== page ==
The Sportstorialist: The Shorts That Ate ParisMIGUEL MEDINA/AFP/Getty Images
Roland Garros came to a rousing conclusion last weekend. Serena Williams made it to her 20th major win, this time from the sickbed. Stan Wawrinka stampeded his way to a second major title, seemingly from his couch. The stylists didn’t invade the tournament so much as the apparel companies monopolized it. Nike put its players in blasts of bubble-gum pinks and soft-drink purples. Adidas went with black. When two Nike players faced off, it was like watching shades of lipstick be passive-aggressive with each other. When a pair of Adidas players met, it was like two chess pieces confusing the point of the game.
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Adidas dressed the ball boys and girls in similar clothes, which, given the many hours of heat and sun, counts as premeditated attempted murder. The girls’ version required a short, frilly skirt and white knee-high socks, which made them look like gangs of Lolitas. The American veteran Bethanie Mattek-Sands (who won the ladies’ doubles title with Lucie Safarova, who was this year’s singles runner-up and is sponsored by Nike) has worn intimidating versions of the same outfit, but with eye-black and tattoos. It’s terrifying to say, but it was as much Mattek-Sands’s year in Paris as it was that of any of the winners.
It looked at first like Wawrinka, from Switzerland, would remain among the losers, whether or not he kept demolishing the field. It’s no longer a secret: He spent two weeks playing in a pair of long, loose gray shorts, by Yonex, with a pattern of red and white gating. Sadly, it was the garment of the tournament. There was hope that the champion there would have been Maria Sharapova’s French Breton stripes and the accompanying pleated skirt in Yves Klein blue. If you’d already lowered the volume on your television to escape her shrieks, Sharapova looked bound for the beach in a silent movie. But she crashed through Safarova’s trap door in the fourth round.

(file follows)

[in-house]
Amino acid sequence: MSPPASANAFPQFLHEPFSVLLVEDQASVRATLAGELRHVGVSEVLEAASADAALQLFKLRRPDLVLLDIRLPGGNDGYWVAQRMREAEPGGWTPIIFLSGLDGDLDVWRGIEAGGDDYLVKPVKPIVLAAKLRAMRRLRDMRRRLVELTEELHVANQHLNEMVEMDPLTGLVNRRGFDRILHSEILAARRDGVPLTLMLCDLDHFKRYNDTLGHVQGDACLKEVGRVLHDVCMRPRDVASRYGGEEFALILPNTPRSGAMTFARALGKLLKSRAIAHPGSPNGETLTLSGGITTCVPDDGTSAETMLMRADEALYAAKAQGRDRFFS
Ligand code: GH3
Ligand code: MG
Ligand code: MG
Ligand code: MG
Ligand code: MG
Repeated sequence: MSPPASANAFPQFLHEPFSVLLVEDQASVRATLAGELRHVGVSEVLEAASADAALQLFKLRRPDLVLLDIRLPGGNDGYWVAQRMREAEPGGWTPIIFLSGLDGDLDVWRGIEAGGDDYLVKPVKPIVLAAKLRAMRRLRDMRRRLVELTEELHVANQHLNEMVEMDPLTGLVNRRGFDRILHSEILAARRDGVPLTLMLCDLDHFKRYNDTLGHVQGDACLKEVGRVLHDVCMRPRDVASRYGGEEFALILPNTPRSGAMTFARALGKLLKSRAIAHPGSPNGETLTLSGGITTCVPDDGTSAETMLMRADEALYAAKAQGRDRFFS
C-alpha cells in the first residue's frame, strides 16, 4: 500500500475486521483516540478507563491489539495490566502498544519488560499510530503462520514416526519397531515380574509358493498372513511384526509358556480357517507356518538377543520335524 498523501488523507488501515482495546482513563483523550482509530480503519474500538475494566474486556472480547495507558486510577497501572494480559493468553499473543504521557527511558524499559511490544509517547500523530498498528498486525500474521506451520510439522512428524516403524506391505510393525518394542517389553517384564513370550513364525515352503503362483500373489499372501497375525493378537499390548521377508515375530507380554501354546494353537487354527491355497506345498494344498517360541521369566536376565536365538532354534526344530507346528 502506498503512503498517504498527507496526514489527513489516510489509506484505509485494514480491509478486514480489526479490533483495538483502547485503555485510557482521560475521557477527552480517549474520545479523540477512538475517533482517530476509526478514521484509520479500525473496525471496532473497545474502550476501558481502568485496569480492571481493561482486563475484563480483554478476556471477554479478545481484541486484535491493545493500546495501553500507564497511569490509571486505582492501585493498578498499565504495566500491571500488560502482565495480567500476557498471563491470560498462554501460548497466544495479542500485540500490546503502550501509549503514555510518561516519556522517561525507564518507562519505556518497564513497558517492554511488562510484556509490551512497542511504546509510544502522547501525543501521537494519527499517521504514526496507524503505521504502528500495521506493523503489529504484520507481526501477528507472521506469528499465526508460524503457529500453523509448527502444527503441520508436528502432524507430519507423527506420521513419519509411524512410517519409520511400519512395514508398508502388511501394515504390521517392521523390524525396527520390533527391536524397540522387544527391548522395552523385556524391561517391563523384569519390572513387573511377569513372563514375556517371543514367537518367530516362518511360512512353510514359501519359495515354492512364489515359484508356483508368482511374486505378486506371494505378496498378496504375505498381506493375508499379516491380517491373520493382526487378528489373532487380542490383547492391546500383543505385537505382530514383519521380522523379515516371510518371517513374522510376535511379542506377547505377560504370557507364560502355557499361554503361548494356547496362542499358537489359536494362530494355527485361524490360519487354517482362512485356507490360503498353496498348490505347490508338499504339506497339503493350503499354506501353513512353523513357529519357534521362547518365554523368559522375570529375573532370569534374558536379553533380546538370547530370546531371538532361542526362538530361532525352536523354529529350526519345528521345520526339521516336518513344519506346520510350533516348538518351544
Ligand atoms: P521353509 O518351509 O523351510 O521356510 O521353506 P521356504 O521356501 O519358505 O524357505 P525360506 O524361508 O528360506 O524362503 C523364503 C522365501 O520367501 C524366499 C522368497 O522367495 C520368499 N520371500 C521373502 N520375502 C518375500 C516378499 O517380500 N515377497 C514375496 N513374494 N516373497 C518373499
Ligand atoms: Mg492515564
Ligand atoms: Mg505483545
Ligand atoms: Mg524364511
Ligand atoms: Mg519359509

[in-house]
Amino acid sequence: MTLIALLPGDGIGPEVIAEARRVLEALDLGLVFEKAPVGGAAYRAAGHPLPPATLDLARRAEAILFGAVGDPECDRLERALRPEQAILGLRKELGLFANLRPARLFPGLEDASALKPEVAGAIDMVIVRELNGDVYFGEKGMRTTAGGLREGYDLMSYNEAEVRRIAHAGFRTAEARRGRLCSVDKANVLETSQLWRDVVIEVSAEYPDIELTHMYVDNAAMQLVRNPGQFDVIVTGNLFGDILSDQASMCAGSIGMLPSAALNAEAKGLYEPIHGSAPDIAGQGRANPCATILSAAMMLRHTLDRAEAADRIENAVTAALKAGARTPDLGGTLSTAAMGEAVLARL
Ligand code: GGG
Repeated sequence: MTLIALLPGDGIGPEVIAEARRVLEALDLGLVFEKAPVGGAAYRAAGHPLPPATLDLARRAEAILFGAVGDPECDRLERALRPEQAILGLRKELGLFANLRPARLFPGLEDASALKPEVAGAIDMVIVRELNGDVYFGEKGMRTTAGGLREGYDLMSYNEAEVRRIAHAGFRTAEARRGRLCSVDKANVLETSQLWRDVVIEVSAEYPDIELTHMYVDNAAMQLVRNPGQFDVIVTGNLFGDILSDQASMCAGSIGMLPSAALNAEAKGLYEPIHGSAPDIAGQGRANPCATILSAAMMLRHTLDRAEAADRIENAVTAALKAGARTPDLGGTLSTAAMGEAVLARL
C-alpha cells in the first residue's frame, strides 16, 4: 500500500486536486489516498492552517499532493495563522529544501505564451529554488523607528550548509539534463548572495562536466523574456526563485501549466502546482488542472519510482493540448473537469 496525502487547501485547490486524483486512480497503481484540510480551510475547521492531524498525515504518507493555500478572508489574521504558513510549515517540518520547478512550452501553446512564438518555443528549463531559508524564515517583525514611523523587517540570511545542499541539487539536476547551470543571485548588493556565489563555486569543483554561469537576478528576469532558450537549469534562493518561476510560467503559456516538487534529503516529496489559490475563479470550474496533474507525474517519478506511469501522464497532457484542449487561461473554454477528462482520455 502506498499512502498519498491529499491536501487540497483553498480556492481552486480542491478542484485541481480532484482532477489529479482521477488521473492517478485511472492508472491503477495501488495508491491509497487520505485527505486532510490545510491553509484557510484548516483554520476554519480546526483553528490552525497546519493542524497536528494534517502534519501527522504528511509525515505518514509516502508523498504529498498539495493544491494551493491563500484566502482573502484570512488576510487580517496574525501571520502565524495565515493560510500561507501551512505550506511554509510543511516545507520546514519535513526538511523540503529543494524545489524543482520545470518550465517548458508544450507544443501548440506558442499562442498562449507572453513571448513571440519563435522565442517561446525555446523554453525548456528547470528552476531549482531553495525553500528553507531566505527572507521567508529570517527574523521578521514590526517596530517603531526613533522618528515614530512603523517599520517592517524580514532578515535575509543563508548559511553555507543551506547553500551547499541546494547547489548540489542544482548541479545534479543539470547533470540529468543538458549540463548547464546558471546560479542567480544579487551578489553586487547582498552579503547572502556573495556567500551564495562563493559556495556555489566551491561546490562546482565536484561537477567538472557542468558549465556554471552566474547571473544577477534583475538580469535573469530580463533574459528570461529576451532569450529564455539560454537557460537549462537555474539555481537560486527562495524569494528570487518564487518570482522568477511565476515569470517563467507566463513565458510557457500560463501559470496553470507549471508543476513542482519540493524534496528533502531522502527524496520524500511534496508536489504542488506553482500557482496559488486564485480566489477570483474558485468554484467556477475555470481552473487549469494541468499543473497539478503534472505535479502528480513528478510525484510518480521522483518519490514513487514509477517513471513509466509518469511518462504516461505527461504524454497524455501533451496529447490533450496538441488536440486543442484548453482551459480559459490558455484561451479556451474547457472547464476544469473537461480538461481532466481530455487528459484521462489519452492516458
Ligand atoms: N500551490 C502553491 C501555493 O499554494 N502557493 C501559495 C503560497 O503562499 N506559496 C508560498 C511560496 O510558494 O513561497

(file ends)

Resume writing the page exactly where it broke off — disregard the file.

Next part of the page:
This meant three more rounds for Wawrinka to consolidate international ridicule with those pants. They lacked structure. They lacked style. If seeing them brought to mind boxer shorts, they lacked decorum. He wore them with a shirt in solid, blocked panels of white and two shades of gray, with fruity red piping and a matching collar. The relationship of one garment to another was theoretical, since the shorts made a perfectly whatever top seemed incongruously boring.
In the last four years, Wawrinka has come into his own — lasting into the second week of majors, often in four- and five-set matches, many of which are great, some of which are classics. His bullish power stunned Rafael Nadal in the final of last year’s Australian Open and did the very same to Novak Djokovic this past Sunday. Wawrinka’s body seems larger and more lumbering — chesty, wide-backed, slump-shouldered — than it actually is. There are tattoos (something inspirational, in English script, visible on his inner forearm). He’s sweaty, even for an athlete. His complexion is rugged — off-pretty but off-handsome, too. The years he spent in the shadow of Roger Federer, his friend, countryman, and Olympics doubles partner, also seemed to apply to his looks. He once appeared to have only some of Federer’s legendary talent and none of his frowning beauty. But a simple white dress shirt recasts Wawrinka in elegance. Winning the French Open does, too, given the number of times after the match he gently caressed Djokovic’s face in appreciation and apology.